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5.0 out of 5 stars SUAGAR PLUM DEAD, Jan. 2 2002
It's Christmas Mystery you can't afford to miss! In this sensational afternoon killer.
Annie's dad make a Christmas arrival that set Annie in a mood more adept to scrooge than Santa and when Laurel her mother-inlaw starts having conversations with ghosts Annie has more than Christmas Christmas Cookies on her already fulll plate she sleuths and relies on her husband Max to help charm them into solving this holiday crime spree.
Curl up with a cup of warm tea, or coco and visit max. Laurel and Annie on Broward's Rock. You won't be sorry. max & Annie are a delighful duo that put Nick and Nora Charles to shame!
However beware of the Mother-inlaw.
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4.0 out of 5 stars Nice Holiday Novel, Dec 25 2001
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Though unfamiliar with the author's work, I must admit this is a very enjoyable novel. When a friend suggested it, I thought "Oh, why not?" and am very glad I did. The plot follows Annie Darling, who owns a mystery novel shop (Death on Demand) and her husband Max. When Annie's father finally shows after deserting Annie and her mother so many years ago.. the plot thickens. Annie is thrown in the middle of a (somewhat corny, and only slightly suspenseful) mystery with bland clues and very few plot twists. I was a bit surprised by the ending, but looking back, I really wasn't paying much attention. I was trying to be a "filter" and not a "sponge" and in this case, it was a bad decision.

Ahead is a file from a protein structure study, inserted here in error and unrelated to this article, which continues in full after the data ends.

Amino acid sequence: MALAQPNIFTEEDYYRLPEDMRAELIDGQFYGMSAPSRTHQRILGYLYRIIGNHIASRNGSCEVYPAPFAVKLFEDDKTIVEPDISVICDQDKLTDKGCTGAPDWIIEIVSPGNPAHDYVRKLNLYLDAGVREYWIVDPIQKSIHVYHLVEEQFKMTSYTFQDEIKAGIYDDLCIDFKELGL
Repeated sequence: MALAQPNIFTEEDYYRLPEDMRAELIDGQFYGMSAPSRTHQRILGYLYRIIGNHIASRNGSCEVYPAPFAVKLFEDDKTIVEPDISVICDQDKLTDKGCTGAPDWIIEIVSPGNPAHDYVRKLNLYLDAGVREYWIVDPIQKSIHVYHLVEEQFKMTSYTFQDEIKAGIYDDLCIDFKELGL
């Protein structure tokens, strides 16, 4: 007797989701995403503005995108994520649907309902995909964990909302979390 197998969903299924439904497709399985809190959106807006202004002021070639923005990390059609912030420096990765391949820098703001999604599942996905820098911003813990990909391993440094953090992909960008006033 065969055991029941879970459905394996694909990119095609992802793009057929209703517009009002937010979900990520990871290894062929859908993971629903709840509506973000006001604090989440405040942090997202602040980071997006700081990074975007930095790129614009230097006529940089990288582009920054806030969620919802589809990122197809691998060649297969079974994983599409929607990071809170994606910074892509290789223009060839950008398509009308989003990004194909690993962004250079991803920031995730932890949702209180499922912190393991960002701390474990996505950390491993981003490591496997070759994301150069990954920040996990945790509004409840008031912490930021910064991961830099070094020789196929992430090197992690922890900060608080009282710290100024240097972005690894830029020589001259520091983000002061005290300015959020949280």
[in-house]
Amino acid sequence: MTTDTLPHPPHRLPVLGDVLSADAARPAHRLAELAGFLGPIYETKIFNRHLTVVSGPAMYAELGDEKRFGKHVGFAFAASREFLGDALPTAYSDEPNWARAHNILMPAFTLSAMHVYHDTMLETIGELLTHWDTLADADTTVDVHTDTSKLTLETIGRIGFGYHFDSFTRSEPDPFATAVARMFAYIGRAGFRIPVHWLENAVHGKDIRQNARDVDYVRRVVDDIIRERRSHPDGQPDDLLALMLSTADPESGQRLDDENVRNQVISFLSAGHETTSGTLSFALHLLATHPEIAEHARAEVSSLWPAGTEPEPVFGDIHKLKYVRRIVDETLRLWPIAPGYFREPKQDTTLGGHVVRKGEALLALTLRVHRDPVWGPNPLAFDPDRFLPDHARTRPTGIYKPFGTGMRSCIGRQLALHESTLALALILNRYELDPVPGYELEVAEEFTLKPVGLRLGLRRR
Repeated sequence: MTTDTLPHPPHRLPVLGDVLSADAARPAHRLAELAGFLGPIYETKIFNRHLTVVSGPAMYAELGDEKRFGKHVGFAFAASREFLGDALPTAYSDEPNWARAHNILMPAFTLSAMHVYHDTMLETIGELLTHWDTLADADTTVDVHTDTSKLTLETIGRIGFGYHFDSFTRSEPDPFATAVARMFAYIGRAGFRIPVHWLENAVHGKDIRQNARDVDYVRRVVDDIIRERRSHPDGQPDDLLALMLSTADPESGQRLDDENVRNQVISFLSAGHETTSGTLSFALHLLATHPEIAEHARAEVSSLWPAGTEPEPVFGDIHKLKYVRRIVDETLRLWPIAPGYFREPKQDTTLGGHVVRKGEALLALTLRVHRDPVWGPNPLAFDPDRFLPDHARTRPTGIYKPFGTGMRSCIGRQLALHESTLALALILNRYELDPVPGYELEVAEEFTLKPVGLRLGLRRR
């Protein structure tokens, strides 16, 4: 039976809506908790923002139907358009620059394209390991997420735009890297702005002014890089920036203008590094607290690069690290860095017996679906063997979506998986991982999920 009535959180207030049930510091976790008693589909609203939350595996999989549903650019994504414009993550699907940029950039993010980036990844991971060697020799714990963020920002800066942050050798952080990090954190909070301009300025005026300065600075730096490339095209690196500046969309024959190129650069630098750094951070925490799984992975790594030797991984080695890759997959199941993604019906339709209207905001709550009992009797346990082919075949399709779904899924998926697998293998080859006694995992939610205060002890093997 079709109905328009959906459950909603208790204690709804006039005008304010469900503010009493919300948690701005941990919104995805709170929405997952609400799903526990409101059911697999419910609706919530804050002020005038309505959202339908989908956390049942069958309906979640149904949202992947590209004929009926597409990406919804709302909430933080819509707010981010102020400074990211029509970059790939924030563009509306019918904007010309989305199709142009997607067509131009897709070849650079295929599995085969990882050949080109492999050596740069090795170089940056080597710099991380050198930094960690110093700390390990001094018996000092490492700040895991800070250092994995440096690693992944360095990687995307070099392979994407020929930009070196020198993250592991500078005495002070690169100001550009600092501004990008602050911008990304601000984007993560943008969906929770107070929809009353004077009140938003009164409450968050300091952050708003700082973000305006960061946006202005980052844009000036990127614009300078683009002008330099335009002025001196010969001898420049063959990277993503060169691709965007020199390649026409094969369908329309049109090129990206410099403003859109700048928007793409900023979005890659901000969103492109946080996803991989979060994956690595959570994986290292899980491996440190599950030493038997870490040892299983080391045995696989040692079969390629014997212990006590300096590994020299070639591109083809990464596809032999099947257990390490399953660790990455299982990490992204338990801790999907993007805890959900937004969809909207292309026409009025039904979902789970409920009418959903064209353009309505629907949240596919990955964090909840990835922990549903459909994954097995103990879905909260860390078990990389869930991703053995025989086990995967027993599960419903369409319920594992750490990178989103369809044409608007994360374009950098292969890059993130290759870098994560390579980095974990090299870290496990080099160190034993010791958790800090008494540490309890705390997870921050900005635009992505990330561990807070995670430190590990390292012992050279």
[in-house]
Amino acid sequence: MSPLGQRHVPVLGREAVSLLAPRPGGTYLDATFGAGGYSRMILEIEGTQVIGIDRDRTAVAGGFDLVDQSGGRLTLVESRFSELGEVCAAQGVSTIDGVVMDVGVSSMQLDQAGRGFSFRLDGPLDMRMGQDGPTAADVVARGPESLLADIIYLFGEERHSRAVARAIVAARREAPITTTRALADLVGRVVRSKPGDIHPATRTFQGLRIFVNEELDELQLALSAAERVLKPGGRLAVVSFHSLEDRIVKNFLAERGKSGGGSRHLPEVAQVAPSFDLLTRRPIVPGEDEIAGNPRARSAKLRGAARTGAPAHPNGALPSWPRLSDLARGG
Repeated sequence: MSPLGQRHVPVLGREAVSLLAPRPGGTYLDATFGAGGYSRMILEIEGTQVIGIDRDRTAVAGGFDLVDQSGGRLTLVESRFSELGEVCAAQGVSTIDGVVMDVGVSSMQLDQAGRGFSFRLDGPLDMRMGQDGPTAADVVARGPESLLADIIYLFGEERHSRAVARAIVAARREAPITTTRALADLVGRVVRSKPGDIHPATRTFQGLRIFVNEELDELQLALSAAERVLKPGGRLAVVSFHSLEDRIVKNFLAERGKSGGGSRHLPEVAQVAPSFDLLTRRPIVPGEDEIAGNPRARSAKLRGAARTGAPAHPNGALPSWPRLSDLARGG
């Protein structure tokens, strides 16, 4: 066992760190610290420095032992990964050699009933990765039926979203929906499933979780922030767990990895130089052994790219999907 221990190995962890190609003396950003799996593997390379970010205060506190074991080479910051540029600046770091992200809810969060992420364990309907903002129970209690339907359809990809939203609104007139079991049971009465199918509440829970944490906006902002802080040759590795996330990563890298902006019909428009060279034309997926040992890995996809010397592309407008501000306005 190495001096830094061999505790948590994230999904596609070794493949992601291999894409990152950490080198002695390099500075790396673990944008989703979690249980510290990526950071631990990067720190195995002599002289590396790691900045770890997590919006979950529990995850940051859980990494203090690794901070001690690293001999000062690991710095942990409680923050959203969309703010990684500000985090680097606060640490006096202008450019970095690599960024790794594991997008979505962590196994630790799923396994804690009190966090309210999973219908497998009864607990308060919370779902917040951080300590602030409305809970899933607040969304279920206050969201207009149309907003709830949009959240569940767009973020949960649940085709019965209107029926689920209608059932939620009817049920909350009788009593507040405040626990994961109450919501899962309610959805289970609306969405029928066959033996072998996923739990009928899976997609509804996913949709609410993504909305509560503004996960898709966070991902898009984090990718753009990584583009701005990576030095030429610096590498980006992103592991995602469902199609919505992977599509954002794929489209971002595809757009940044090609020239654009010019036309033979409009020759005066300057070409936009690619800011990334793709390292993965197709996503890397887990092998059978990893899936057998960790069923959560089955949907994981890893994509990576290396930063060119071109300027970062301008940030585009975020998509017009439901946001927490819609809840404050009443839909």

Well worth reading, but more a work of fiction than a murder mystery novel.
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5.0 out of 5 stars A wonderful Christmas story!, Dec 15 2001
I really enjoyed this latest offering of Carolyn Hart's. I liked the addition of some of Annie's family into the mix and I really didn't think it was too improbable for the most part. It did leave me craving raspberry brownies and on a quest to make them! The book really puts you in the Christmas spirit plus the plot gives a great twist towards the end. I was completely wrong on my guess for the murderer!
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3.0 out of 5 stars Good, But Not Great, Dec 14 2001
By 
Erika Sorocco (Southern California, USA) - See all my reviews
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First off, this book was definitely interesting, and could hold my attention, but it wasn't great.
It took over 160 pages for anyone to get murdered, so you had to read about relationships and romance. Relationships between the main-character (Annie Darling) and her estranged father, Annie and her estranged step-sister, etc. Once someone does get killed it becomes somewhat boring. I knew who the killer was from the beginning. Also, the whole mystery is somewhat cliched. I do think the author is a good writer, and has potential to succeed, just not with this book.
As for the plot, Annie Darling runs Death On Demand, a mystery bookstore. Annie's father (Pudge) and step-sister (Rachel) find her and soon Annie is swept into a spooky mansion filled with murder, hatred and deceit. Once Happy (Rachel's mother) gets murdered, Annie is determined to get her father off the hook, and solve the case.
Overall, this wasn't a horrible book, but if you're looking for a great holiday mystery try some by Valerie Wolzien.
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4.0 out of 5 stars Light Mystery. Not one of her best, but good., Dec 1 2001
By 
apoem "apoem" (Bosque Farms, NM USA) - See all my reviews
I usually enjoy Carolyn Hart mysteries. They are easy to read and enjoyable. There is not a lot of angst or great horror. This one lived up to my expectations in some regards, yet was a disspointment in others.